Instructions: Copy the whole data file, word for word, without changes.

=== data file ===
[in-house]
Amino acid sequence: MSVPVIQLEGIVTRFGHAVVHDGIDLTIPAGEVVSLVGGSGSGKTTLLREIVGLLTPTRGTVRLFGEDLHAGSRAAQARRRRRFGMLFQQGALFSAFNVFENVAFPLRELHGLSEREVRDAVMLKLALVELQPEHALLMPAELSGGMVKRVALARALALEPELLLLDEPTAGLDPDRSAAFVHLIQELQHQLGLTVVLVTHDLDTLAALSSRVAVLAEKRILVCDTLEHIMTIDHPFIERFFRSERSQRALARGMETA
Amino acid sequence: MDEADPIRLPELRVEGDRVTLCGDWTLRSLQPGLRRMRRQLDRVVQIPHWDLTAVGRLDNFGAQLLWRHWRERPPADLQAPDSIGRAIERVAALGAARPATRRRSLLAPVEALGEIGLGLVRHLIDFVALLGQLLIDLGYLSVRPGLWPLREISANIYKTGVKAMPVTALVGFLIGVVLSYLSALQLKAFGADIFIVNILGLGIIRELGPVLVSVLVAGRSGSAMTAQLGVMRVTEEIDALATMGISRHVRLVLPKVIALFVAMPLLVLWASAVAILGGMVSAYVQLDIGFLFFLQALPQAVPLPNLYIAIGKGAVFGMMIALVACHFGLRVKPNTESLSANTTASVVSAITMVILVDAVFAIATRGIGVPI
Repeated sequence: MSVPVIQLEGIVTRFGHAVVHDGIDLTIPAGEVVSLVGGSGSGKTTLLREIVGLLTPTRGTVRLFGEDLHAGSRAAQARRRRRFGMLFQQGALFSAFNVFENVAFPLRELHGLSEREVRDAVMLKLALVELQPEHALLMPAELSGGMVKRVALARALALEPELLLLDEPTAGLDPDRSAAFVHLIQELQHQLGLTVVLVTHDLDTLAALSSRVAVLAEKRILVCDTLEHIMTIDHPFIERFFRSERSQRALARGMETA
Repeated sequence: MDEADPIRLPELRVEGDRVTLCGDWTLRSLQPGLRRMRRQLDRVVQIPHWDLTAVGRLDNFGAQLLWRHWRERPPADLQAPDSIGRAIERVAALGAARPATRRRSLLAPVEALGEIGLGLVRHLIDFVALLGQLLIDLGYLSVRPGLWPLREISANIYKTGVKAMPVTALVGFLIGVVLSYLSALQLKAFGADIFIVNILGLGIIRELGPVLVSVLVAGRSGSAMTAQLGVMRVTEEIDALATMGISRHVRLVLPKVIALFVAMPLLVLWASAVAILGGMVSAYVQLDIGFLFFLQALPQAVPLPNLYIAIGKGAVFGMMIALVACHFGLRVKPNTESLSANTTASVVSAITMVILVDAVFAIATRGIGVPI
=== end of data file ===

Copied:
[in-house]
Amino acid sequence: MSVPVIQLEGIVTRFGHAVVHDGIDLTIPAGEVVSLVGGSGSGKTTLLREIVGLLTPTRGTVRLFGEDLHAGSRAAQARRRRRFGMLFQQGALFSAFNVFENVAFPLRELHGLSEREVRDAVMLKLALVELQPEHALLMPAELSGGMVKRVALARALALEPELLLLDEPTAGLDPDRSAAFVHLIQELQHQLGLTVVLVTHDLDTLAALSSRVAVLAEKRILVCDTLEHIMTIDHPFIERFFRSERSQRALARGMETA
Amino acid sequence: MDEADPIRLPELRVEGDRVTLCGDWTLRSLQPGLRRMRRQLDRVVQIPHWDLTAVGRLDNFGAQLLWRHWRERPPADLQAPDSIGRAIERVAALGAARPATRRRSLLAPVEALGEIGLGLVRHLIDFVALLGQLLIDLGYLSVRPGLWPLREISANIYKTGVKAMPVTALVGFLIGVVLSYLSALQLKAFGADIFIVNILGLGIIRELGPVLVSVLVAGRSGSAMTAQLGVMRVTEEIDALATMGISRHVRLVLPKVIALFVAMPLLVLWASAVAILGGMVSAYVQLDIGFLFFLQALPQAVPLPNLYIAIGKGAVFGMMIALVACHFGLRVKPNTESLSANTTASVVSAITMVILVDAVFAIATRGIGVPI
Repeated sequence: MSVPVIQLEGIVTRFGHAVVHDGIDLTIPAGEVVSLVGGSGSGKTTLLREIVGLLTPTRGTVRLFGEDLHAGSRAAQARRRRRFGMLFQQGALFSAFNVFENVAFPLRELHGLSEREVRDAVMLKLALVELQPEHALLMPAELSGGMVKRVALARALALEPELLLLDEPTAGLDPDRSAAFVHLIQELQHQLGLTVVLVTHDLDTLAALSSRVAVLAEKRILVCDTLEHIMTIDHPFIERFFRSERSQRALARGMETA
Repeated sequence: MDEADPIRLPELRVEGDRVTLCGDWTLRSLQPGLRRMRRQLDRVVQIPHWDLTAVGRLDNFGAQLLWRHWRERPPADLQAPDSIGRAIERVAALGAARPATRRRSLLAPVEALGEIGLGLVRHLIDFVALLGQLLIDLGYLSVRPGLWPLREISANIYKTGVKAMPVTALVGFLIGVVLSYLSALQLKAFGADIFIVNILGLGIIRELGPVLVSVLVAGRSGSAMTAQLGVMRVTEEIDALATMGISRHVRLVLPKVIALFVAMPLLVLWASAVAILGGMVSAYVQLDIGFLFFLQALPQAVPLPNLYIAIGKGAVFGMMIALVACHFGLRVKPNTESLSANTTASVVSAITMVILVDAVFAIATRGIGVPI